What sort of books inspired you as a child?
“Inspired” is perhaps too strong a word. I read eclectically; there were the usual British authors that anglophone, middle-class Indian children tended to encounter: Enid Blyton, Lewis Carroll, Richmal Crompton, etc. But one Indian writer who caught my imagination very early on was R.K. Narayan. I was instantly captivated by his debut novel Swami and Friends, a story in which cricket figures prominently. On the cusp of my teens, I read P.G. Wodehouse’s cricket stories and he quickly became a favourite.
Your new book, ‘Cricket Country’, describes an ‘All-India’ tour of Great Britain and Ireland in the year 1911. Which books first piqued your interest in the role of cricket in the development of Indian identity?
I was 10 years old when I read my first book on Indian cricket. An uncle who worked in a prominent publishing house presented me with a copy of Edward Docker’s History of Indian Cricket. I did not understand much of what I read. But I was gripped by its arresting opening chapter, which described in vivid detail a match played at the Bombay Gymkhana between the “Hindus” and the first MCC [Marylebone Cricket Club] team to visit India. Much later, I read works by Ashis Nandy and Ramachandra Guha, which located Indian cricket within its wider historical context.
Can you recommend some other books about Indian visitors to the UK before independence in 1948?
Antoinette Burton’s At the Heart of the Empire: Indians and the Colonial Encounter in Late-Victorian Britain; Shompa Lahiri’s Indians in Britain: Anglo-Indian Encounters, Race and Identity, 1880-1930; Rozina Visram’s Ayahs, Lascars and Princes: Indians in Britain, 1700-1947; and the same author’s Asians in Britain: 400 Years of History.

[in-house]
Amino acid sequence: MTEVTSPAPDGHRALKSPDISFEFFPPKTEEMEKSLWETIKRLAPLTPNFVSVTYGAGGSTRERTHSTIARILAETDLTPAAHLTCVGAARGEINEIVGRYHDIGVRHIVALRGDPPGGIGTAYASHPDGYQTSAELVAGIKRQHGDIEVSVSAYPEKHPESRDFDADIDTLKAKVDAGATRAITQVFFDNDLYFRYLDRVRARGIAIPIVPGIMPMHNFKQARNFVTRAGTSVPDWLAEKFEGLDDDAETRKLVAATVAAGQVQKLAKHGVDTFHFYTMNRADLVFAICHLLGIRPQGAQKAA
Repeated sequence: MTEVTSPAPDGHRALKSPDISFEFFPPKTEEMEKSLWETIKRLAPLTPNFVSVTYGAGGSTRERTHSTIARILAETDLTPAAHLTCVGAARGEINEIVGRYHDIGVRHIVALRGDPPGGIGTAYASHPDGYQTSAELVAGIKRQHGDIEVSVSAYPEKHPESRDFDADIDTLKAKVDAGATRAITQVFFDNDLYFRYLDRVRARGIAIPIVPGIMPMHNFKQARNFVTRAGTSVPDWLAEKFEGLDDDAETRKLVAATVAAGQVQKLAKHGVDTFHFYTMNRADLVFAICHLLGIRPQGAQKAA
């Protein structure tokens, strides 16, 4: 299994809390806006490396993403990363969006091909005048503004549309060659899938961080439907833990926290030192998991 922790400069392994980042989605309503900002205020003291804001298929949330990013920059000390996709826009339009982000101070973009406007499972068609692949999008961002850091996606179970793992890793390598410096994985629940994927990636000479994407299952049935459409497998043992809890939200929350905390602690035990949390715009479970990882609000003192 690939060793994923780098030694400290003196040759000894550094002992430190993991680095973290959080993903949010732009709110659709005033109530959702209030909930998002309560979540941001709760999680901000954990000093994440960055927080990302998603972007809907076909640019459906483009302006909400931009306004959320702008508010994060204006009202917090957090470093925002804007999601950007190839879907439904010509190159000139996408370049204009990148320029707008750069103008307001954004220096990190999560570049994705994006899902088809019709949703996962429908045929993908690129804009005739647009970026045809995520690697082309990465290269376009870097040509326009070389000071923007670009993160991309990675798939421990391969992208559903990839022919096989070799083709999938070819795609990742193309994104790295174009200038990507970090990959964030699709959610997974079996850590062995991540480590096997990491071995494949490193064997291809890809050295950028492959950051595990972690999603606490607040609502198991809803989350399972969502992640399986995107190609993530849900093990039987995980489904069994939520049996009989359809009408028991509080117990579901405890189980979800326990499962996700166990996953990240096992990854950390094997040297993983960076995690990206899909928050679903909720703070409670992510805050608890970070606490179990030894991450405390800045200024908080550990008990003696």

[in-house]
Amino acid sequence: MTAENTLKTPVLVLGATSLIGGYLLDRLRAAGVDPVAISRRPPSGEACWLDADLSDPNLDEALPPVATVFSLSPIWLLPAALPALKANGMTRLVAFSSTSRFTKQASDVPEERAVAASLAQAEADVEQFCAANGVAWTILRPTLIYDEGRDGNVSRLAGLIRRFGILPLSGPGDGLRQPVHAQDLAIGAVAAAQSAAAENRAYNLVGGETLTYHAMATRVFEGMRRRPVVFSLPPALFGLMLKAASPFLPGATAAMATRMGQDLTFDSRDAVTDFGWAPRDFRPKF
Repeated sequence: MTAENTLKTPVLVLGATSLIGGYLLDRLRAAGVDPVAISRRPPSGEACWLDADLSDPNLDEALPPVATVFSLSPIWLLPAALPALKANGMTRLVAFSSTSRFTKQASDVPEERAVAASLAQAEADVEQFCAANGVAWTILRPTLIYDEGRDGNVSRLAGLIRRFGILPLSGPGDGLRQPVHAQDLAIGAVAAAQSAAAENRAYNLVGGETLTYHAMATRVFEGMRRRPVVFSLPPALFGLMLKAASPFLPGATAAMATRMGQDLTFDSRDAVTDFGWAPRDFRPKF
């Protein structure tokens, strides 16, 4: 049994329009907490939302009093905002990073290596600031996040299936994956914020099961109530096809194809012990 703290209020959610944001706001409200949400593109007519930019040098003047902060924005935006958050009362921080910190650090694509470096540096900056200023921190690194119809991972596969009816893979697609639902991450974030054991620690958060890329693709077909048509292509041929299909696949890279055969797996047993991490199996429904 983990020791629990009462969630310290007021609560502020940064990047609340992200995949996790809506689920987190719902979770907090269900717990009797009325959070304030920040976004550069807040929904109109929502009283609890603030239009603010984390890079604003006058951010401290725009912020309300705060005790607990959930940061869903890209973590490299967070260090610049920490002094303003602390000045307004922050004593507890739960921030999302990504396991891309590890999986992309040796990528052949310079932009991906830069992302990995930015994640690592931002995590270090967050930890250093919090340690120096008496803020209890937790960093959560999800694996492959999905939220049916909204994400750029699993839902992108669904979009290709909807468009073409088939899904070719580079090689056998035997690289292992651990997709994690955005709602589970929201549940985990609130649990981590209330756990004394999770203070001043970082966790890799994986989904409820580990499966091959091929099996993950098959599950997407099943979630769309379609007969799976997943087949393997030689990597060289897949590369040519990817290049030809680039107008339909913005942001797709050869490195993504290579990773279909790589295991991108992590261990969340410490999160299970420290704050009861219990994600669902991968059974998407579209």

Which earlier books have been useful models for an account which combines detailed descriptions of events on the pitch with the wider political context?
I found four works very useful in reflecting on the relationship between sport and society: C.L.R. James’ classic, Beyond a Boundary, a masterly account of cricket and identity in the Caribbean; Ramachandra Guha’s wide-ranging social history of Indian cricket, A Corner of a Foreign Field: The Indian History of a British Sport; David Underdown’s superb study of the origins of English cricket, Start of Play: Cricket and Culture in Eighteenth-Century England; and Mike Marquesee’s coruscating critique of English cricket in the late 20th century, Anyone but England: Cricket, Race and Class.
What is the last book you gave as a gift, and to whom?
Karin Fossum’s The Water’s Edge, to a close friend. Crime fiction is a favourite genre and Fossum is a great writer. She is on top form in this novel: a taut, beautifully constructed tale featuring her best-known literary creation, Inspector Konrad Sejer.
What books do you have on your desk waiting to be read?
Richard Eaton’s India in the Persianate Age, 1000-1765; Richard J. Evans’ Eric Hobsbawm: A Life in History; Gareth Stedman Jones’ Karl Marx: Greatness and Illusion; Patrick French’s The World Is What It Is: The Authorized Biography of V.S. Naipaul; and Penelope Fitzgerald’s The Knox Brothers.
Prashant Kidambi is professor of colonial urban history at the University of Leicester. His latest book is Cricket Country: An Indian Odyssey in the Age of Empire (Oxford University Press).